They say people can tell a lot about you from looking you in the face, but until recently, no one suspected your gross average income could be one of those things.
A new study was published recently in the Journal of Personality and Social Psychology, and it claims that you can tell whether someone is rich or poor simply by studying their face.
Co-author of the study, grad student Thora Bjornsdottir, explains.
“The relationship between well-being and social class has been demonstrated by previous research. In general, people with money tend to live happier, less anxious lives compared to those struggling to make ends meet, and these well-being differences are actually reflected in people’s faces.”
For the study, Bjornsdottir and a psychology professor, Nicholas O. Rule, had their subjects look at black-and-white photographs of 80 males and 80 females without any identifying markers like tattoos or piercings. Half of the photos were of people who made over $150k a year and the other half made less than $35k.
The subjects, who were from various ethnic backgrounds, then guessed the class of the people in the photos – and they were correct around 68% of the time.
That is, in case you’re wondering, significantly higher than random chance.
Dr. Rule told The Cut they were surprised themselves.
“I didn’t think the effects would be quite as strong, especially given how subtle the differences are in the faces. That’s the most surprising part of the study to me.”
“People are not really aware of what cues they are using when they make these judgments,” adds Bjornsdottir. “If you ask them why, they don’t know. They are not aware of how they are doing this.”
Interestingly, the subjects were also able to guess correctly when they were able to look just at the eyes, or just at the mouth, though not quite as often.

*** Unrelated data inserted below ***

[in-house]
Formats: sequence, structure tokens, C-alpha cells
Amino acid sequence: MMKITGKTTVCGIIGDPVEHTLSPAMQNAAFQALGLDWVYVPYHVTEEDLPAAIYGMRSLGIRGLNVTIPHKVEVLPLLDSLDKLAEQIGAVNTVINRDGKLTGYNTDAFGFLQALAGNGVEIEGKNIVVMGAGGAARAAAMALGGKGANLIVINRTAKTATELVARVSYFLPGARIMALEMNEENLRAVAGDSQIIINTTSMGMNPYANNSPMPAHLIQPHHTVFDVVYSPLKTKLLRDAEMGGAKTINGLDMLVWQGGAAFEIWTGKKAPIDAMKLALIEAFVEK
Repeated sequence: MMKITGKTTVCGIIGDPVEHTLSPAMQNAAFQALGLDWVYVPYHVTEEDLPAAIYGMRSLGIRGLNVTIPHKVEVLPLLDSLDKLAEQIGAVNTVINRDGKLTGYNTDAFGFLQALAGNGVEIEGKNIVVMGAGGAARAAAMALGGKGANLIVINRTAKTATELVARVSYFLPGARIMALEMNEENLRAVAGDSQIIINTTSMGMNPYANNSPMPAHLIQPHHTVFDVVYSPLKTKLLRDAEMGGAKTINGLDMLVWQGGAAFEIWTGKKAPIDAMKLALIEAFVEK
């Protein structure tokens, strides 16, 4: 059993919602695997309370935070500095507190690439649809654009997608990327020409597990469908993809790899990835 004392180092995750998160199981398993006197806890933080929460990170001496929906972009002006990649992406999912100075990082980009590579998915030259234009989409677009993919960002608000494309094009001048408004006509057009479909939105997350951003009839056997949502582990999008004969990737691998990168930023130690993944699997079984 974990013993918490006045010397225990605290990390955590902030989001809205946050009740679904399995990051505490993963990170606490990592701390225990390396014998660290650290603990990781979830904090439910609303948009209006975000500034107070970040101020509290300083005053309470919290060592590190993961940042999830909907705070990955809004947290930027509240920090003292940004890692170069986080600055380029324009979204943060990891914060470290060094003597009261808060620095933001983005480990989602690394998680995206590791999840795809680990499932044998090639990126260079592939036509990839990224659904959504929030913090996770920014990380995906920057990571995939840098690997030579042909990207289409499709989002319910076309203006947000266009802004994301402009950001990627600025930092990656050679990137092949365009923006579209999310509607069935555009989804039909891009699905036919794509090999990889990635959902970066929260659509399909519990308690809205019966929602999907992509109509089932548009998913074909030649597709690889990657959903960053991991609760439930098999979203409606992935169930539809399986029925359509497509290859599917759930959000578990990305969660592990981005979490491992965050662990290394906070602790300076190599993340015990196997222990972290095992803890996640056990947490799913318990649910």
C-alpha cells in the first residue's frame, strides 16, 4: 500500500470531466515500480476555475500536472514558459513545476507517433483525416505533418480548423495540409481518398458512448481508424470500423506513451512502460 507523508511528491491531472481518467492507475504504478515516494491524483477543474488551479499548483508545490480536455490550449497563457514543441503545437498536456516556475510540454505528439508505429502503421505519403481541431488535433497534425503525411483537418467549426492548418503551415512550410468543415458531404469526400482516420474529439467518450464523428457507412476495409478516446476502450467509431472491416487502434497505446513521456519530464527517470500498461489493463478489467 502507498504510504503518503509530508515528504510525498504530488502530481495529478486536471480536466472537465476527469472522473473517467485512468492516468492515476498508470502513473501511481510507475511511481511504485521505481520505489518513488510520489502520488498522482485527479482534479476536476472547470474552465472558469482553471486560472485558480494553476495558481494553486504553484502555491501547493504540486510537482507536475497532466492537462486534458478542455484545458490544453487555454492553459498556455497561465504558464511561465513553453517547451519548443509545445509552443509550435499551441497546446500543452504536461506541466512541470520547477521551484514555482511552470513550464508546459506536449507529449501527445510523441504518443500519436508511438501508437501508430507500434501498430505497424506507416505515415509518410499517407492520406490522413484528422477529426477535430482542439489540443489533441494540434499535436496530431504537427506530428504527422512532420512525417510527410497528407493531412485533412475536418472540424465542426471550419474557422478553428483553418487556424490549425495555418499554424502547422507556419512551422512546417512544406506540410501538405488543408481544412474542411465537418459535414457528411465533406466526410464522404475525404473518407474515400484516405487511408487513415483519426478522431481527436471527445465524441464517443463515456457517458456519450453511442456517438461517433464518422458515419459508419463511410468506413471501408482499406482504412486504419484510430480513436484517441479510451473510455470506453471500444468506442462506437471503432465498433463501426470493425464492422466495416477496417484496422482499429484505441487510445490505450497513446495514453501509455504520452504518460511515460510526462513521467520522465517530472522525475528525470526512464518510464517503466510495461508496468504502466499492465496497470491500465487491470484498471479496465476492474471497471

Bjornsdottir believes the effect is “due to emotion patterns becoming etched into their faces over time,” because the chronic contraction of certain muscles can lead to changes in the actual structure of your face.
When the subjects were shown pictures of people smiling, they were unable to discern the socioeconomic status of the people in the images with any reliability.
The researchers believe their results are important because first impressions come into play in the real world – a fact they proved when they asked the subjects to choose who they would hire as an accountant based on the images alone.
They chose the people who appeared to be high-earners, which means employers could be doing the same thing.
“Face-based perceptions of social class may have important downstream consequences. People talk about the cycle of poverty, and this is potentially one contributor to that,” they conclude.
So, even though “don’t judge a book by its cover” is one of the world’s more famous sayings, it turns out we’re all doing exactly that every day without even realizing it.
Kind of makes me rethink my decision to not wear makeup most days.
How about you?